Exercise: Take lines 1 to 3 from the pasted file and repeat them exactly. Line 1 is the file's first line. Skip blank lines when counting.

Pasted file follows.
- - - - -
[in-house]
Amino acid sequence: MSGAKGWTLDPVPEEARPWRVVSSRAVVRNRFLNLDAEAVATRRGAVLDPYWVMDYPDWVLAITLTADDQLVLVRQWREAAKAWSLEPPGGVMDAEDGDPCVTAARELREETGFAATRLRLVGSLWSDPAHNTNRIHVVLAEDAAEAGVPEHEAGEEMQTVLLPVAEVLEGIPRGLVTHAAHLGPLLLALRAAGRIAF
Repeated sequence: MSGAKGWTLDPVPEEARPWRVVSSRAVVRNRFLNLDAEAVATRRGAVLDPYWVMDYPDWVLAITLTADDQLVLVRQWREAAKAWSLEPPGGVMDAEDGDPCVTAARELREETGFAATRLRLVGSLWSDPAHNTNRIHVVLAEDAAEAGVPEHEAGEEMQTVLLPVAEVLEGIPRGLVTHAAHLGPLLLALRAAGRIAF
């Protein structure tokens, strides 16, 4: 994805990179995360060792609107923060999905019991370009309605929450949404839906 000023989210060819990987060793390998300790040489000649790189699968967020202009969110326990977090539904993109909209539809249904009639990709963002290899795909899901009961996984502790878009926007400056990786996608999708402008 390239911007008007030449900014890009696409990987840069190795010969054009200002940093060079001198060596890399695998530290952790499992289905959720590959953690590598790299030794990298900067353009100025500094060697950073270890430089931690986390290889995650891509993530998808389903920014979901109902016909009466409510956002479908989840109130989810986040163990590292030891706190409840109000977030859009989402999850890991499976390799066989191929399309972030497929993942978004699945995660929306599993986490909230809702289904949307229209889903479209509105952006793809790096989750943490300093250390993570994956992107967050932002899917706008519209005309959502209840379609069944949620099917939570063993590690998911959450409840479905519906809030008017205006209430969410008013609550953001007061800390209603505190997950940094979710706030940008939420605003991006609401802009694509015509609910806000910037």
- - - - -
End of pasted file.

[in-house]
Amino acid sequence: MSGAKGWTLDPVPEEARPWRVVSSRAVVRNRFLNLDAEAVATRRGAVLDPYWVMDYPDWVLAITLTADDQLVLVRQWREAAKAWSLEPPGGVMDAEDGDPCVTAARELREETGFAATRLRLVGSLWSDPAHNTNRIHVVLAEDAAEAGVPEHEAGEEMQTVLLPVAEVLEGIPRGLVTHAAHLGPLLLALRAAGRIAF
Repeated sequence: MSGAKGWTLDPVPEEARPWRVVSSRAVVRNRFLNLDAEAVATRRGAVLDPYWVMDYPDWVLAITLTADDQLVLVRQWREAAKAWSLEPPGGVMDAEDGDPCVTAARELREETGFAATRLRLVGSLWSDPAHNTNRIHVVLAEDAAEAGVPEHEAGEEMQTVLLPVAEVLEGIPRGLVTHAAHLGPLLLALRAAGRIAF